EO and RC canon of Scripture

If the Eastern Orthodox and Roman Catholic churches were united up until 1054, then why does the Eastern Orthodox canon of scripture contain 3 more books then the Catholic canon?

The RC canon was not finalized until Trent, long after the schism.

When was the EO canon decided?

Technically, it hasn’t been. There were some variations in the versions of the Septuagint that were used East and West during ancient times. Those 3 books were not included in the Western version for whatever reason. The canon of Scripture was officially declared in the West due to the issues with Protestantism which introduced doubt to the inspiration of the Deuterocanonicals. The East has not typically struggled with such issues. The council that declared the canon did not look at the additional books used in the East because they have not traditionally been used in the West. If they do, they may well declare their canon.

Actually this is not necessarily true. The first authoritive declaration of the canon was at the council of Rome in 382 under Pope Damascus. The second authoritative declaration occurred just a few year later at the council of Carthage in 419.

The council of Trent reaffirmed our canon in response of the claims by the Protestants that seven of the books in our Bible where not canonical.

The point that should be made is that the Orthodox churches have all the Catholic books with some additional books added. It also should be pointed out that up until recently all Catholic Bibles had a section that included the writings that where also found in Orthodox usage.

Now you asked why does the Orthodox churches have additional books added to their Bibles then. From my understanding it comes from understanding the original function of canonicity. For a writing to be canonical one of the requirements is liturgical usage, along with historical usage and orthodoxy. The canon as expressed in the West is the canon of Scripture where readings and passages from all of these books appear in our liturgy. In the East there was a few more writings used in their liturgies and as such they were not removed due to the historical liturgical function of these writings. In the Catholic faith both East and West, tradition is extremely important for it identifies the community and their relationship with God. So tradition is protected in all ways that are not a true conflict with Sacred Tradition.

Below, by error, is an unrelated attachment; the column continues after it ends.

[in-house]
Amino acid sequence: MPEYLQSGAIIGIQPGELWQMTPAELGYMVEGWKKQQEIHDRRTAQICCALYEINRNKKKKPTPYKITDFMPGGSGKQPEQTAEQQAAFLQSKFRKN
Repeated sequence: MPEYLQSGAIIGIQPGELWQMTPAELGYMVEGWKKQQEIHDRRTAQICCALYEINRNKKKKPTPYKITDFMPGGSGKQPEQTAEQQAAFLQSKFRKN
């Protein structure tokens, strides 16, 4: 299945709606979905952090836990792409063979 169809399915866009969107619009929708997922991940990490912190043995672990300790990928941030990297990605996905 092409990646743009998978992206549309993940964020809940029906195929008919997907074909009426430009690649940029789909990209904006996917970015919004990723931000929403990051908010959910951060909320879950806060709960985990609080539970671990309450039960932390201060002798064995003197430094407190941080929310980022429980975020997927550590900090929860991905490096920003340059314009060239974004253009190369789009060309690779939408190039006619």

An example of this occurred just recently when the Chalden Church was establishing a new liturgy. In this liturgy, they were going to use the full Nicene Creed with the clause “and the Son” added as it is used in the West. But Rome came back and recommended that they should keep the traditional form that did not possess the “and the Son” for it was more faithful to the traditions of that Particular Church.

Anyway this is just a simplified summary of a incredibly detailed subject but it should be a starting point for you.

Well, Eastern Catholics will have bibles with the EO canon of the OT and I have one in Ukrainian in my possession that has the full Orthodox Old Testament Canon with the “imprimaturs” of the Ukrainian AND Roman Catholic primates of Ukraine . . . How about that? :slight_smile:

There are actually six more OT books in the EO canon with two more added in the Ethiopian canon. The Assyrian New Testament Canon has only 22 books. The Ethiopian NT Canon has 35, including the 8 books of the Apostolic Constitutions. The Celtic Churches often included the Shepherd of Hermas in their NT canon.

To me, this shows the ongoing, active role of the Church in establishing the canon of Scripture.


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